While most of our authors so far have regarded the Internet as a tool that could revolutionize political participation, this week’s readings started to suggest some limitations. In Dave Karpf’s “Measuring the Success of Digital Campaigns,” for example, he proposes that measurements of success on the Internet can be divided into two categories: tactical measurement, which merely counts the number of page views/Twitter followers/petition signers that your campaign has reached, and strategic measurements, which determine whether or not your online efforts have helped you to realize your overall goal. He goes on to say that campaigns need to measure their efforts strategically as opposed to tactically, as simply looking at the statistics attached to your content often says very little about whether or not you have made any difference.
In the second article of Karpf’s that we read for the week, “Macaca Moments Reconsidered: Electoral Participation or Netroots Mobilization?”, he makes the argument that cable news pundits often overstate the value of embarrassing YouTube videos in a candidate’s campaign. While the videos might get a lot of hits (making them tactically successful), they often reach political news junkies instead of voters in that candidate’s district (making a campaign to remove them from office strategically unsuccessful). He also claims that in these cases, YouTube isn’t necessarily being used in the grassroots manner that is often associated with the website. Videos of embarrassing gaffes are usually caught by professional journalists and spread by political insiders – while your ordinary citizen might view the video, he has very little to do with producing or spreading the content. This would seem to suggest that ordinary citizens aren’t driving Internet revolutions like they’re commonly thought to be; but then again, Pasek’s article “Realizing the Social Internet? Online Networking Meets Offline Social Capital” found that an individual’s online social networks – largely consisting of ordinary folks – can have a significant impact on their political knowledge and civic engagement.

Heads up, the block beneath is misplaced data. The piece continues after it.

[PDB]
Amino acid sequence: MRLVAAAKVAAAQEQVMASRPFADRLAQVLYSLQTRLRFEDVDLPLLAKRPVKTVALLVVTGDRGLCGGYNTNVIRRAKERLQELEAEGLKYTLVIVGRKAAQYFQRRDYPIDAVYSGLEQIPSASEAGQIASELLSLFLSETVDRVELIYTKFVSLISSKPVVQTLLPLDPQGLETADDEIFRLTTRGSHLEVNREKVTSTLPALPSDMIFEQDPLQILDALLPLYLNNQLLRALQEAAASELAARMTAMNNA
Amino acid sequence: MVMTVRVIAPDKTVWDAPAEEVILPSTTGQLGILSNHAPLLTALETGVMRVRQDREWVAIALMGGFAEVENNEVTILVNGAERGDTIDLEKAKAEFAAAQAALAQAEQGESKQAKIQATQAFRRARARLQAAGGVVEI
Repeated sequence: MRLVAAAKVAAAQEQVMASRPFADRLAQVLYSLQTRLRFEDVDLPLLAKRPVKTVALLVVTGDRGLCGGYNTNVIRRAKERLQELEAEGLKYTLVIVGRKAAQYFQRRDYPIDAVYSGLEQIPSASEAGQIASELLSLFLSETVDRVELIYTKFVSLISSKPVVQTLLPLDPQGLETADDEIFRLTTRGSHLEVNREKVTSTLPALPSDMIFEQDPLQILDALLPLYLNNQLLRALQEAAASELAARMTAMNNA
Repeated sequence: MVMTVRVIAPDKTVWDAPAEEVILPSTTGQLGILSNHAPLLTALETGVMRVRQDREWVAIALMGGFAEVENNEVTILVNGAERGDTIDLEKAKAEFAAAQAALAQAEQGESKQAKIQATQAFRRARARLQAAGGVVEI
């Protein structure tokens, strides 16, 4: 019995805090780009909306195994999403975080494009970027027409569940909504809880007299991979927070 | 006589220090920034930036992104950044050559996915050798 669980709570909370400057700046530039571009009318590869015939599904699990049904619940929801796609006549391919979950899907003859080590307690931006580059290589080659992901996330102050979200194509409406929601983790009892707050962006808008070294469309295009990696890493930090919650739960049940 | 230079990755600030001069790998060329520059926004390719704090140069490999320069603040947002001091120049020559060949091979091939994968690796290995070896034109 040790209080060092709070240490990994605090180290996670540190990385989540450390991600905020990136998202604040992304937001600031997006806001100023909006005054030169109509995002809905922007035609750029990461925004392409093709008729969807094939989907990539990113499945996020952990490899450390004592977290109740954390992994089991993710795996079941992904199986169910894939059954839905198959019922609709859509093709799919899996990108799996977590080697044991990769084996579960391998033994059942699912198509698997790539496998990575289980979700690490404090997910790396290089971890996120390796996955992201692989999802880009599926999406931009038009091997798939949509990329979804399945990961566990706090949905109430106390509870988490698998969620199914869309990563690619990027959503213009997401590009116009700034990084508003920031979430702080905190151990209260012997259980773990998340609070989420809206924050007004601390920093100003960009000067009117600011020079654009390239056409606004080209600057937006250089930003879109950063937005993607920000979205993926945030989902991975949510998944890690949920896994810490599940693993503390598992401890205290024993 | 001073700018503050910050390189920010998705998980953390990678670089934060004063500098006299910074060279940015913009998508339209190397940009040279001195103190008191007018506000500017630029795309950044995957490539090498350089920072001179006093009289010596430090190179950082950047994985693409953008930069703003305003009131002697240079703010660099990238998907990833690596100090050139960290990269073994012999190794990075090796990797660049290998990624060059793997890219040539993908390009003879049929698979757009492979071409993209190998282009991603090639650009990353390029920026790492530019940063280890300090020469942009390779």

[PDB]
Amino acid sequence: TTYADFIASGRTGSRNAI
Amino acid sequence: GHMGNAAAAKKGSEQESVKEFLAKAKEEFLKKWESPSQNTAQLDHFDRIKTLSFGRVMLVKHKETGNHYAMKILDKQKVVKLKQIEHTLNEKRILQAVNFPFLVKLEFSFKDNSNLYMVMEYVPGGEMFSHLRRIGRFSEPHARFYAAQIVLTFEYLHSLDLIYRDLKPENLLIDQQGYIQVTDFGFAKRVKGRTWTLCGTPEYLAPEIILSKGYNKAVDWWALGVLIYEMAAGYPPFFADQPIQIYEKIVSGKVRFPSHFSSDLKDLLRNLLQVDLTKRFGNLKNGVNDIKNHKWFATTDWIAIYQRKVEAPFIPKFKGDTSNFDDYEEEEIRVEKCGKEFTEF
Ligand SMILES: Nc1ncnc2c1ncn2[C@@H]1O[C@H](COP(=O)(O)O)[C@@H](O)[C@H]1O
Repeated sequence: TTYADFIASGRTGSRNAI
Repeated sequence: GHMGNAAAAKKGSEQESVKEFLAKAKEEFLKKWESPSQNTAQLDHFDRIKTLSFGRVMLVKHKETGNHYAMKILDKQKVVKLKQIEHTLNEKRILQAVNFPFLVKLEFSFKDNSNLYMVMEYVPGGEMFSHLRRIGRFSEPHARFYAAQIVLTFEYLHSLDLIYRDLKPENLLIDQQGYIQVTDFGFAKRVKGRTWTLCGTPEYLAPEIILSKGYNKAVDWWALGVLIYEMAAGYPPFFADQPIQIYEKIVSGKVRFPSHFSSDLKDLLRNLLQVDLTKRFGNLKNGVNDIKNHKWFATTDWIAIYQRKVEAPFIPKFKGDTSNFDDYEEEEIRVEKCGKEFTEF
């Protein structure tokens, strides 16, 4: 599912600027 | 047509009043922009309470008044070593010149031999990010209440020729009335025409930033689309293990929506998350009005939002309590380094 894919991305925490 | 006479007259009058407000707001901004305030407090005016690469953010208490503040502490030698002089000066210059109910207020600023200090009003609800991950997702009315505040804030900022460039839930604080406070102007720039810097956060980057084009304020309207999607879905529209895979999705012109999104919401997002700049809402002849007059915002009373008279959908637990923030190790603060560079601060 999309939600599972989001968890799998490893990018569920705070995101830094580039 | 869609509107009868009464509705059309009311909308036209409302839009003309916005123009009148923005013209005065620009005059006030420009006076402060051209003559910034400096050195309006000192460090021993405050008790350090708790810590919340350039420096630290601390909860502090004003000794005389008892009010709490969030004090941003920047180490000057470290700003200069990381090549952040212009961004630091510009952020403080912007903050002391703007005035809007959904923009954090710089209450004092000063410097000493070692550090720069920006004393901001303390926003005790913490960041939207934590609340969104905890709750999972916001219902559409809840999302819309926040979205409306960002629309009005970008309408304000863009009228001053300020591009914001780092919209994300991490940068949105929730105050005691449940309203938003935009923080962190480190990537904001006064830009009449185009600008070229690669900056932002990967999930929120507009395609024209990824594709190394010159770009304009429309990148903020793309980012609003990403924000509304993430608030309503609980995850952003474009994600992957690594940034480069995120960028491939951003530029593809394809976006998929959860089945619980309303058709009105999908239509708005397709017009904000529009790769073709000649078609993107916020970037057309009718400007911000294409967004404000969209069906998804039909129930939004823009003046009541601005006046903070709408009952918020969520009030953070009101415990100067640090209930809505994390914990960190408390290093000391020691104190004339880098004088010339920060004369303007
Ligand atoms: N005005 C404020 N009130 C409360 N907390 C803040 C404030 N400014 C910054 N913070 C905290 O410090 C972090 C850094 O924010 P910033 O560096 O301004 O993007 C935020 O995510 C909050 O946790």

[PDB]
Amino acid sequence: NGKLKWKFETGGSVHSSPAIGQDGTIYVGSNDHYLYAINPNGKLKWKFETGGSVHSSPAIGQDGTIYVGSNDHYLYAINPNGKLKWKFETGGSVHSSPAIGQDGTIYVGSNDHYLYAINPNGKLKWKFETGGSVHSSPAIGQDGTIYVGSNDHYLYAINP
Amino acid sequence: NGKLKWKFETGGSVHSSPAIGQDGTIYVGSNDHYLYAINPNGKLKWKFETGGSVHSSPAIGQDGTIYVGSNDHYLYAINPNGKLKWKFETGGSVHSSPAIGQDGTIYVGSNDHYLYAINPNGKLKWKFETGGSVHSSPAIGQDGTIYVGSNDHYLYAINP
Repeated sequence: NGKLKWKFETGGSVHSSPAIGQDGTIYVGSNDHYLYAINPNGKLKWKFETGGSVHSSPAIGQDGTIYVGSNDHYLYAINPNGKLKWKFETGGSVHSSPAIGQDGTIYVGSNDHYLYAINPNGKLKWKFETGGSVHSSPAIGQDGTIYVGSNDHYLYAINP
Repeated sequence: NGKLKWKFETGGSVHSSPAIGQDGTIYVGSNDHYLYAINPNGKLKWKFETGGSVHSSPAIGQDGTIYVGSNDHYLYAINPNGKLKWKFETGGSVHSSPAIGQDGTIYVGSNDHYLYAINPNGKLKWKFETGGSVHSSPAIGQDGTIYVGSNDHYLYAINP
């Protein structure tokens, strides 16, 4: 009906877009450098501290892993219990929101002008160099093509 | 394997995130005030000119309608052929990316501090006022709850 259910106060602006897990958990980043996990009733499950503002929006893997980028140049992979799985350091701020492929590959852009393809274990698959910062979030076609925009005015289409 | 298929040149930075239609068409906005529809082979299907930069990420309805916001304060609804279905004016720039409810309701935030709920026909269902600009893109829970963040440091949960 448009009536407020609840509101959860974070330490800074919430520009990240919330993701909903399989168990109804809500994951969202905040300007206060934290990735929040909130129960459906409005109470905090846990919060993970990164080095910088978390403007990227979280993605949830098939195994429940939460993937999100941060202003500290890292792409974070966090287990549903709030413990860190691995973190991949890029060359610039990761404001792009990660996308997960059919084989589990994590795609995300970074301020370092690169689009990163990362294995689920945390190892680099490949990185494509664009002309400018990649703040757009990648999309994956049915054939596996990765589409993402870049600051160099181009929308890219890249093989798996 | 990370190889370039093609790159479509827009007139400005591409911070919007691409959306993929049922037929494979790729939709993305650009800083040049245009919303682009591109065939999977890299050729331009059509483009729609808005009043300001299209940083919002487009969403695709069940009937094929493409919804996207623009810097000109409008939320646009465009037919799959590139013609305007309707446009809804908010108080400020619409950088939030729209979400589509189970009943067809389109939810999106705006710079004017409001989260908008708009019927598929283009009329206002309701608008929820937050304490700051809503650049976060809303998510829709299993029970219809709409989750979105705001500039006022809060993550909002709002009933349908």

Do you think tactical measurements have any significance in determining a campaign’s strategic success? With all of the YouTube videos you’ve watched, Twitter accounts you’ve followed, or blog posts you’ve read, have you ever been inspired to real action about a candidate or issue? Furthermore, do you place more value on the opinions of political insiders or your Facebook friends when selecting what content to view?